Eliminating Judgments and Fulfilling Needs
through Domestic Abuse Treatment
by Dr. Jeanne King, Ph.D.
“Let me tell you how defective you are” is a strategy that will yield a disconnection. Whereas, “here is what I need from you” lends itself to connection and communion.
In domestic abuse counseling, couples find that the former is a relationship compromiser and the latter is a relationship enhancer. And learning this lesson is transformational to the individuals, as well as to the relationship.
Let Me Tell You How Defective You Are
Think about it. When your partner comes up to you and unloads his/her perception of how you are inadequate, incomplete, deficient, somehow other than they would be or do in similar circumstances, then what happens?
Disconnection happens. The person with the so-called feedback may momentarily feel good because they expressed themselves. But before you know it, the disconnect rushes in severing the two people. Why?
The person on the receiving end of this encounter feels judged, criticized, reprimanded, devalued... They hear their partner’s commentary as telling them how inadequate, deficient, defective, less than, and the list goes on…as do the hurt and angry feelings.
The last thing this person wants to do is embrace their partner’s commentary. To the contrary, they seek to run. They reflexively pull back and disconnect from the encounter. Self-preservation takes over and their guard steps in while combat brews... As an outsider looking in, it is obvious why this resulting relationship conflict ensues.
Here Is What I Need from You
Now, let’s rewind the encounter and play it back...this time injecting the vital missing piece and eliminating the part that got this couple into trouble. Or, shall I say the part that nets them a disconnection in their interaction.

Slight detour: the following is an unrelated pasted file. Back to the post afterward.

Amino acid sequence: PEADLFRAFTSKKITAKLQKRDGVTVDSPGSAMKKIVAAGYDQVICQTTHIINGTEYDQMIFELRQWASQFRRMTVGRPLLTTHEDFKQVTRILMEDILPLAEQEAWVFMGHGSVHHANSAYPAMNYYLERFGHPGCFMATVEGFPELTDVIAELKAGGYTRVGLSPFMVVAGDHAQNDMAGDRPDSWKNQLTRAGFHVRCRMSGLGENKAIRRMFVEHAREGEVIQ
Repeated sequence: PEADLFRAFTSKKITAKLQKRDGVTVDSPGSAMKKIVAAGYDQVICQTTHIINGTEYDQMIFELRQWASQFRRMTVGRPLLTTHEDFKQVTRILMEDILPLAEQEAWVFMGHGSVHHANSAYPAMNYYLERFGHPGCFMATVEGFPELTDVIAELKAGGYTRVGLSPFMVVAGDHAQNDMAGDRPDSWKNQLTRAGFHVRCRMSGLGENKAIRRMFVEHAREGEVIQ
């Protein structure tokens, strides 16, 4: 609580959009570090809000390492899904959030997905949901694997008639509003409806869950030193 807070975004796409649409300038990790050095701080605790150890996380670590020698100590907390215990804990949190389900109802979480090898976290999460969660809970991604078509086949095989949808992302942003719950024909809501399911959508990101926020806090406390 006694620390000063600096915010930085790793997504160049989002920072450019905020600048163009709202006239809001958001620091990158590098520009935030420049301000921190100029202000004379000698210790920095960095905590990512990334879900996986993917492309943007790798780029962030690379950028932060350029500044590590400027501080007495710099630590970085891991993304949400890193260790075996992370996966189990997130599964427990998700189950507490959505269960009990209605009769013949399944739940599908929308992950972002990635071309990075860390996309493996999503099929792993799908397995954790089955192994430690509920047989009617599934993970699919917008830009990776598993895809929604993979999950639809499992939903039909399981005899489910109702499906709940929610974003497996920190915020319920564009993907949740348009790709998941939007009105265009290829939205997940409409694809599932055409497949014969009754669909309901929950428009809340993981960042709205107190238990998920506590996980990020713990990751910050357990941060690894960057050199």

First of all, the obvious missing piece in an interaction like this is what the person giving the commentary needs. The “let me tell you how defective you are” approach fails to identify what the person expressing the negative commentary is really seeking from his/her partner. All it offers is his/her judgments, critique and ridicule.
When the person looks within for that which they want from their partner, what springs forward is an unmet need longing to be filled. Satisfying their need trumps spewing derogatory commentary.
And the judgments...are really their own projections which truly come from within. Now that doesn’t mean that what they see in their partner is not true. It might be. But, that “truth” has nothing to do with the person giving the commentary getting their needs met.
Less War; More Love
When we leave the judgments out of the equation and focus on what we long to receive from our partner, then we open the door for connection and the continuation of the interaction. Sharing the request invites having the unmet need satisfied.
And the best part is…no one is hurt. No one is diminished. Rather, the relationship is enhanced as the people become fulfilled.
For more information about the promising benefits of domestic abuse treatment, visit http://www.domesticabusecounseling.org and claim your Free Instant Access to Survivor Success eInsights. Psychologist Dr. Jeanne King, Ph.D. helps people nationwide recognize, end and heal from domestic abuse. Copyright 2010, Jeanne King, Ph.D. Domestic Violence Prevention and InterventionThis series of eInsights is presented to you by Partners in Prevention, a nonprofit organization. If you find this eInsight article useful, we invite you to contribute to the maintenance and growth of the Survivor Success Tips & eInsights. To make a tax-deductible donation, please visit www.EndDomesticAbuse.org
Dr. Jeanne King is a licensed psychologist and domestic abuse consultant. Feel free to contact us if you need help with physical and/or emotional pain, stress-related illnesses, or relationship abuse issues at home or in court. Contact Us to reach Dr. King.